The long term plan
The Community Network has made a powerful case for the important role community services should play in the development of health and care services over the next decade.
Following an intervention from the network’s board, we were invited to meet with NHS England and NHS Improvement to carry out crucial engagement across the sector to ensure the NHS Long Term Plan recognised community services as a central pillar of the NHS.
The network has long argued for greater national focus and a greater understanding of the vital role community services play in supporting the wider health and care system.
Following the network’s contribution our first chair, Matthew Winn, was invited to be lead for the plan’s Ageing Well programme. We welcomed this senior level of representation for community services. Matthew’s appointment reinforces the acknowledgement that the needs and potential of the sector are central to achieving the plan’s ambitions.
Funding agenda for change pay uplifts
When the pay uplifts for agenda for change staff were confirmed, it became apparent that posts providing local authority funded NHS services beyond 2020/21 had not been included by the national bodies. We raised concerns with NHS England/Improvement and the Department for Health and Social Care (DHSC) over the impacts of this issue, which would have been felt across the sector, from integrated providers of acute and community services to standalone community trusts and community interest companies. There was a substantial risk that the task of making up the financial shortfall in wages for staff delivering local authority commissioned services could fall to providers.
As a result of our efforts, the national bodies acknowledged this is an issue and agreed that the uplift for these staff would be centrally funded. Funding for 2019/20 was confirmed in September’s Spending Round, and we are continuing to push for clarity on what the recently-announced uplift in the public health grant will mean for providers of community services in future years.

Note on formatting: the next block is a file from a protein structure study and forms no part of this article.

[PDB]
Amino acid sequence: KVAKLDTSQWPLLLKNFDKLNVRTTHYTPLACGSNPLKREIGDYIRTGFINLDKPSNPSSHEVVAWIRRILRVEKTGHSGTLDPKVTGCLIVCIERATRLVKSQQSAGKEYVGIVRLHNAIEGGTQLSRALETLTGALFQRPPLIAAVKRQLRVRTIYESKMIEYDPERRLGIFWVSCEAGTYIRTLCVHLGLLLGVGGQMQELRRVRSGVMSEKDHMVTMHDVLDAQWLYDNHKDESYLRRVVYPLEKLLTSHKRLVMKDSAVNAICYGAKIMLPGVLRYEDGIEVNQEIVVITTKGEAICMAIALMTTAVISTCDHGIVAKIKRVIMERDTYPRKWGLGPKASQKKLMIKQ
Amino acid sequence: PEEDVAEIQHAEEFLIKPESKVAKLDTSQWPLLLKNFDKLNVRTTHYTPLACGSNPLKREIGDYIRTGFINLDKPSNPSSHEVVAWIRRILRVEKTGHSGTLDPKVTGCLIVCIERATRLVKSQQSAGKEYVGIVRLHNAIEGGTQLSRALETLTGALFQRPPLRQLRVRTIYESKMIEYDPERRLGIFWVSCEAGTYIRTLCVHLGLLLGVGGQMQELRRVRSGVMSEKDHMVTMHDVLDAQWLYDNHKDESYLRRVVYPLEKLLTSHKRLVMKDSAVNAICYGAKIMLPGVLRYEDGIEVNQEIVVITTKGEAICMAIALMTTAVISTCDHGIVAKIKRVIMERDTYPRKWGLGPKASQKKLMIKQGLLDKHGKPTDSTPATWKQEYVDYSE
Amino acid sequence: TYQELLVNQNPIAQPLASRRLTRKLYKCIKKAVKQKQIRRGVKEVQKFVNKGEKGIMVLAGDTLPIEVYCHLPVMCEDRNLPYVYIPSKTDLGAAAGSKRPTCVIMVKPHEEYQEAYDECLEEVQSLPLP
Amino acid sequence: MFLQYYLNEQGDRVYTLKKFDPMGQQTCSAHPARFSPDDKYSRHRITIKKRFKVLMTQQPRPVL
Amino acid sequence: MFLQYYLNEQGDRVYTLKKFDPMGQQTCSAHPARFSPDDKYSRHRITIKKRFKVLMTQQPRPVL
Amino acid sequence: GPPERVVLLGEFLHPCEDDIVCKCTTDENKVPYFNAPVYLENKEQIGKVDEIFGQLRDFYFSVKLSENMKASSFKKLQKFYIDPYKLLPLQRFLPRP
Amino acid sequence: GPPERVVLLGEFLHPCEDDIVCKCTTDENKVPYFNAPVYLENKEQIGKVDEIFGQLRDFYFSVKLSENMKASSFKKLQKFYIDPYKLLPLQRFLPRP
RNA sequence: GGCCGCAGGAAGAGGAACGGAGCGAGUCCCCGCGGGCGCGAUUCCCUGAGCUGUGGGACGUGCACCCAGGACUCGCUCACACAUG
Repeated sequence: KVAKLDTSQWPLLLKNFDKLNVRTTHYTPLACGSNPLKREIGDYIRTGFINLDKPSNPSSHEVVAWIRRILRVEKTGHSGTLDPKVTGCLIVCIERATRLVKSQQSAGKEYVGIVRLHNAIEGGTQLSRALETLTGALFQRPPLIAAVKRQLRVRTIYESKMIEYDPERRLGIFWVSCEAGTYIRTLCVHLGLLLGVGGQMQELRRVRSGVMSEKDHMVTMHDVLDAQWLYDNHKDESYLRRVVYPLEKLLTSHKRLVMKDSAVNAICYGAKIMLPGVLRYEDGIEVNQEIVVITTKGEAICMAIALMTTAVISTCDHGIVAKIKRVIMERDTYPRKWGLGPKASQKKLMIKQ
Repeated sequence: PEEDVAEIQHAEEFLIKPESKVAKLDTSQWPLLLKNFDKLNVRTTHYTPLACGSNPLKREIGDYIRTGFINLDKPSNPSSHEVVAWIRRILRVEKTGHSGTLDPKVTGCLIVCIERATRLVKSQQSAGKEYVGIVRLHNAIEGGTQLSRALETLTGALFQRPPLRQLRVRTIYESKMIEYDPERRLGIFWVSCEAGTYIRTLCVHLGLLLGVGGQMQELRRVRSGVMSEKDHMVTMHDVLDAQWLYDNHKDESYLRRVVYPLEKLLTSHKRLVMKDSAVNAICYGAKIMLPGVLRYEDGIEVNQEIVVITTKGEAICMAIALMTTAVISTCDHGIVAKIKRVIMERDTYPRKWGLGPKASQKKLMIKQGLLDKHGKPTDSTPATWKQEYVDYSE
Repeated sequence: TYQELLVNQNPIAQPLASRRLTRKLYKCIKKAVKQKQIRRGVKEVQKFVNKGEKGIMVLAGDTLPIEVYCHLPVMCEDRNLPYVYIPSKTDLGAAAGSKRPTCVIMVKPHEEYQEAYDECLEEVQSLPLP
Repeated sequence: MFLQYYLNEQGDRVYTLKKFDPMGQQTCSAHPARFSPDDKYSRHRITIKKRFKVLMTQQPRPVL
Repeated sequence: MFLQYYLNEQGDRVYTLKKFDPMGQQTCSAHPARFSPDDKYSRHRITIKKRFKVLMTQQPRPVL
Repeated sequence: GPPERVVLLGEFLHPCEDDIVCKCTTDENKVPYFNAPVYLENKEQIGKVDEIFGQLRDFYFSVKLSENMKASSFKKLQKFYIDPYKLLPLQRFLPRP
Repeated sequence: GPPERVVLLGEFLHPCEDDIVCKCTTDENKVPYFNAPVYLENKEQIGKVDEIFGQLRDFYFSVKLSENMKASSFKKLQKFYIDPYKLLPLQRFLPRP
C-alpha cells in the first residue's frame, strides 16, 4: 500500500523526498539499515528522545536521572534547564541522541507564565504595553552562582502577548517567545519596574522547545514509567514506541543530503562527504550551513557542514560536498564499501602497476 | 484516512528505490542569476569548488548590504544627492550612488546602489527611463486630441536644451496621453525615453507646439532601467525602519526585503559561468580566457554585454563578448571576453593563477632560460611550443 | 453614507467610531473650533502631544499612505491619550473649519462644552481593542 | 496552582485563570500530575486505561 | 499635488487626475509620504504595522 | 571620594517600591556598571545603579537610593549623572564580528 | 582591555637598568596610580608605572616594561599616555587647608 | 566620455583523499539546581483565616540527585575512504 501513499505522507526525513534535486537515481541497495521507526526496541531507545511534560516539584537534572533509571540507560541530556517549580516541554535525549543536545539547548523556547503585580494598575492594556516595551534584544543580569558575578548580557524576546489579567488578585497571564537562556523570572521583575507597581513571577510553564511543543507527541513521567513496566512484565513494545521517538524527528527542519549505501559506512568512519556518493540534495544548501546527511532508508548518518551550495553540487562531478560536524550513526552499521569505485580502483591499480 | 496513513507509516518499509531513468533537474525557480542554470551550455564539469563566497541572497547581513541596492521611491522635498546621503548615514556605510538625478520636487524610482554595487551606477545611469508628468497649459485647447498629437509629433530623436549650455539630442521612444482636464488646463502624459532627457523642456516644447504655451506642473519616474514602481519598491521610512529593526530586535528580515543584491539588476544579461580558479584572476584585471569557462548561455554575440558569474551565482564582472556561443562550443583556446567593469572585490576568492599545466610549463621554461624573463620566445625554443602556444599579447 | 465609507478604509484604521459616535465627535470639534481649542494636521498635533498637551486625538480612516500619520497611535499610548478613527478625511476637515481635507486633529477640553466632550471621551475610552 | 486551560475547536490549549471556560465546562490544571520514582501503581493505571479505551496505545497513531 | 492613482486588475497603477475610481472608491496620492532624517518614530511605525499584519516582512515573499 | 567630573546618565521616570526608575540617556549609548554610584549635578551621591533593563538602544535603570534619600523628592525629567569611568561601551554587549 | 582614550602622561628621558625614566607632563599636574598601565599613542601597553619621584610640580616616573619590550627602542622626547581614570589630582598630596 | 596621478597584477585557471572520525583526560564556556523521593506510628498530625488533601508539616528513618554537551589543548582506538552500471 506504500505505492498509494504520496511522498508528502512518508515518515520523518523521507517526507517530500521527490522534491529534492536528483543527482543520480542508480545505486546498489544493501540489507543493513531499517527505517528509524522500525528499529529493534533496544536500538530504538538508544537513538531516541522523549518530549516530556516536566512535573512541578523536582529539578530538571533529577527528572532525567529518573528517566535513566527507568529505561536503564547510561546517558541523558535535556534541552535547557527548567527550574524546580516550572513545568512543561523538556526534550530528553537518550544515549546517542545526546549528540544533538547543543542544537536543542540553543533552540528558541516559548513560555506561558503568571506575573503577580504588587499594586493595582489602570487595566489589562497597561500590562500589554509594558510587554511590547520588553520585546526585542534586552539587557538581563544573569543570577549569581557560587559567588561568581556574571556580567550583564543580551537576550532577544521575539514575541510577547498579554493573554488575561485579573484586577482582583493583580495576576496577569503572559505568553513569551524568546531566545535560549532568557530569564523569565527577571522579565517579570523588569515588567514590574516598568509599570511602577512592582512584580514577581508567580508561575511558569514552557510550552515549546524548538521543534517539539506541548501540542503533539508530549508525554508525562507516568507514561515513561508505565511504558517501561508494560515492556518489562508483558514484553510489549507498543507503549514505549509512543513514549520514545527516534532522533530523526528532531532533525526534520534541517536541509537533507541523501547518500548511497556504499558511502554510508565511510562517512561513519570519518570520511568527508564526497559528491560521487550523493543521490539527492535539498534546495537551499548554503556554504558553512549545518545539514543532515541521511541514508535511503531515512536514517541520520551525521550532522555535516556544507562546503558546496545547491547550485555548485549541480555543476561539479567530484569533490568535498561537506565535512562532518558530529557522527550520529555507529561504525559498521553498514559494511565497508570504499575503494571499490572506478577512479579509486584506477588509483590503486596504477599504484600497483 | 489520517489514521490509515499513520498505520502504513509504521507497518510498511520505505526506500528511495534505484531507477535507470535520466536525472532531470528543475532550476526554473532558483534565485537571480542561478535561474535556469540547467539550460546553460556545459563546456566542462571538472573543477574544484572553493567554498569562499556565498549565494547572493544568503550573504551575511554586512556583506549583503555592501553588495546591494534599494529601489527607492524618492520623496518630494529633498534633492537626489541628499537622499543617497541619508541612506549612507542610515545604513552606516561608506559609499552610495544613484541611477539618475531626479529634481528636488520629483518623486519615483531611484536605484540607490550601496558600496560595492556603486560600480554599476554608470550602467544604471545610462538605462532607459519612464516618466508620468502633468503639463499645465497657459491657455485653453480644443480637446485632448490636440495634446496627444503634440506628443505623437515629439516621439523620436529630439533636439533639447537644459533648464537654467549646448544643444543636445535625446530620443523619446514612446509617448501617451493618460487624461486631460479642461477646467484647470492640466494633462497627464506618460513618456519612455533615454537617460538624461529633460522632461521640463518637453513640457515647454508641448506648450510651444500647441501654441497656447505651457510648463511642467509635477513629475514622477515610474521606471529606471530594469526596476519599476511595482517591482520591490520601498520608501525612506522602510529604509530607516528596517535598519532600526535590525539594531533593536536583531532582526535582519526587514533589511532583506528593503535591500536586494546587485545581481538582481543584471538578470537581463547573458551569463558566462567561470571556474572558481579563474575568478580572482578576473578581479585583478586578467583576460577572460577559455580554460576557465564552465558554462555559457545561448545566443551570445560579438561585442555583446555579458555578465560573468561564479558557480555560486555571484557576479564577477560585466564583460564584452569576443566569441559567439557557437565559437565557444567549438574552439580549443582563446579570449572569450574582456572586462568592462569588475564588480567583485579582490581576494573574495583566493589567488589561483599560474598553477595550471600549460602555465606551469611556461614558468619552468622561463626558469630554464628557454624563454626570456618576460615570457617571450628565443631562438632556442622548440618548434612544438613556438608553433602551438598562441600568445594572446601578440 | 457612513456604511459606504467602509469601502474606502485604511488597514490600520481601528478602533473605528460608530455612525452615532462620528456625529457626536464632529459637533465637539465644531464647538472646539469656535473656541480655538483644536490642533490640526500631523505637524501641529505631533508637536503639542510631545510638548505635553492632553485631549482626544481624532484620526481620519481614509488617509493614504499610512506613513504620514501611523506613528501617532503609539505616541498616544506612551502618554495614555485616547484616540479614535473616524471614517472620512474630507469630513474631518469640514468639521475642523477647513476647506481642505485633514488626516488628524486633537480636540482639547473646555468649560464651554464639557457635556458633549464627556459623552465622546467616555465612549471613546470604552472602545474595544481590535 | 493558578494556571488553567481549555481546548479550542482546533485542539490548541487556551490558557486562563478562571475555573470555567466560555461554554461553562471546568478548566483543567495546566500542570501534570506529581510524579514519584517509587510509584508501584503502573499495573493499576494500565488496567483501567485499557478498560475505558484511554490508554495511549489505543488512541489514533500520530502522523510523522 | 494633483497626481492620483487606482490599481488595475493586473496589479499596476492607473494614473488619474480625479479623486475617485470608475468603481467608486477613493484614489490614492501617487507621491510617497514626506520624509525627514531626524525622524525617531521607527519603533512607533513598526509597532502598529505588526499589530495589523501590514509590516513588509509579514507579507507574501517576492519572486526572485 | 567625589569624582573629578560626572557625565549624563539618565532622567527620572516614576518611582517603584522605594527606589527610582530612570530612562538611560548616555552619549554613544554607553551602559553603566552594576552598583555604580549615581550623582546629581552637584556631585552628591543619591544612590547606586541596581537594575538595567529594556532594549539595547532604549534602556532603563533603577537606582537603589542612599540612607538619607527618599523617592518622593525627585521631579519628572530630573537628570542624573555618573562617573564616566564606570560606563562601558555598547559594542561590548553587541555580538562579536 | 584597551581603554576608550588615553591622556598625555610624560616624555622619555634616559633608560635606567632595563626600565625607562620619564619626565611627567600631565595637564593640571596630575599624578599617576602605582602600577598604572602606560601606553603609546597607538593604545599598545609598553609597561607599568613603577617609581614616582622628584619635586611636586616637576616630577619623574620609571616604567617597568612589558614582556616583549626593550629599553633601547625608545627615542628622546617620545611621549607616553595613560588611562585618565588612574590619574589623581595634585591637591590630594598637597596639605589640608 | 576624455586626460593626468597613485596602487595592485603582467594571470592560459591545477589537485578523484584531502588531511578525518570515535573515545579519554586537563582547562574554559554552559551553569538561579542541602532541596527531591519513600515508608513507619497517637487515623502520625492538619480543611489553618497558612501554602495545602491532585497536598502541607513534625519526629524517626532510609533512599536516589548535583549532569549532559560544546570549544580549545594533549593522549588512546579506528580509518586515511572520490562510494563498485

Provider landscape and organisational form
The Kirkup report into Liverpool Community NHS Trust included reflections on the optimal organisational form for delivering community services. We held a roundtable with NHS Improvement to raise concerns about this focus. The conclusions from the roundtable fed into the NHS Long Term Plan and ensured NHS Improvement did not pursue plans to direct a preferred organisational model for community services.
NHS Providers deputy chief executive, Saffron Cordery, published a piece in the HSJ defending the place of all types of community service delivery, including standalone trusts, in response to an article suggesting that “the writing is on the wall for standalone community services.”
Community services data
With the plan’s commitment to community health crisis response within two hours of referral, and reablement care within two days of referral, the need to collect and analyse data about the sector will continue to grow. High quality data will also ensure we can highlight the value of community services and the crucial role the sector plays.
We have engaged with the DHSC and NHS Digital in the roll out of the community services data set (CSDS). The Community Network is represented on the CSDS stakeholder engagement group to ensure it is developed effectively and usefully for providers. We have also promoted the need for providers to submit to the data set and hosted a presentation on it at a Community Network event.